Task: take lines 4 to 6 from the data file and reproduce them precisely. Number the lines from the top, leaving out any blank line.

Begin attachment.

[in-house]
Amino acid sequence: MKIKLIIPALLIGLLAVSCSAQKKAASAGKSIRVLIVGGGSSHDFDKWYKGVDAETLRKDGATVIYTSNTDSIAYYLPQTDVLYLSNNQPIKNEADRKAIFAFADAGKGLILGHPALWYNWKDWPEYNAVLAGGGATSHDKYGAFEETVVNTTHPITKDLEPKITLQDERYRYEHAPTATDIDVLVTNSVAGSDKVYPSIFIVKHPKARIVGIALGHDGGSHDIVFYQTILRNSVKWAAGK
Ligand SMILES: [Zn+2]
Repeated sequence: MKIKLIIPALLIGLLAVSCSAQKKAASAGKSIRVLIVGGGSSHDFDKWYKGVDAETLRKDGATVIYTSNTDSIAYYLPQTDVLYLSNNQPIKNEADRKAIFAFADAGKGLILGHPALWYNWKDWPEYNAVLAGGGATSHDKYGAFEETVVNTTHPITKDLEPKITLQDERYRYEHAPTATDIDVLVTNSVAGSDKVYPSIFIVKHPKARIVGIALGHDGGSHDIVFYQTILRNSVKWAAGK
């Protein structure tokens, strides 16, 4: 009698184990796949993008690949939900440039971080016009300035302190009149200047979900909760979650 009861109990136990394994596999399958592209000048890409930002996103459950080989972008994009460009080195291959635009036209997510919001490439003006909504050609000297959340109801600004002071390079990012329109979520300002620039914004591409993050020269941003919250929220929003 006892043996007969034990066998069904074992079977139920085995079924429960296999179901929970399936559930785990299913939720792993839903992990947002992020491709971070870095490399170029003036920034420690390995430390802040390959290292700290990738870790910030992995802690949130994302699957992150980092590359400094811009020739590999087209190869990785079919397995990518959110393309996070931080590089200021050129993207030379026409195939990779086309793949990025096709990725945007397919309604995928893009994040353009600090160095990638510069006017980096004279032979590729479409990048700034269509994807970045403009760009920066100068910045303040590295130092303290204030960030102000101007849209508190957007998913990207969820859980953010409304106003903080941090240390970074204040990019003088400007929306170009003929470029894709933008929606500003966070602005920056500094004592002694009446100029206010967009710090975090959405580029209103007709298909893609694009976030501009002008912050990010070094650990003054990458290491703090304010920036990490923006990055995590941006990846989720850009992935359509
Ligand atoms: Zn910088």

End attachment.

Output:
Repeated sequence: MKIKLIIPALLIGLLAVSCSAQKKAASAGKSIRVLIVGGGSSHDFDKWYKGVDAETLRKDGATVIYTSNTDSIAYYLPQTDVLYLSNNQPIKNEADRKAIFAFADAGKGLILGHPALWYNWKDWPEYNAVLAGGGATSHDKYGAFEETVVNTTHPITKDLEPKITLQDERYRYEHAPTATDIDVLVTNSVAGSDKVYPSIFIVKHPKARIVGIALGHDGGSHDIVFYQTILRNSVKWAAGK
């Protein structure tokens, strides 16, 4: 009698184990796949993008690949939900440039971080016009300035302190009149200047979900909760979650 009861109990136990394994596999399958592209000048890409930002996103459950080989972008994009460009080195291959635009036209997510919001490439003006909504050609000297959340109801600004002071390079990012329109979520300002620039914004591409993050020269941003919250929220929003 006892043996007969034990066998069904074992079977139920085995079924429960296999179901929970399936559930785990299913939720792993839903992990947002992020491709971070870095490399170029003036920034420690390995430390802040390959290292700290990738870790910030992995802690949130994302699957992150980092590359400094811009020739590999087209190869990785079919397995990518959110393309996070931080590089200021050129993207030379026409195939990779086309793949990025096709990725945007397919309604995928893009994040353009600090160095990638510069006017980096004279032979590729479409990048700034269509994807970045403009760009920066100068910045303040590295130092303290204030960030102000101007849209508190957007998913990207969820859980953010409304106003903080941090240390970074204040990019003088400007929306170009003929470029894709933008929606500003966070602005920056500094004592002694009446100029206010967009710090975090959405580029209103007709298909893609694009976030501009002008912050990010070094650990003054990458290491703090304010920036990490923006990055995590941006990846989720850009992935359509
Ligand atoms: Zn910088």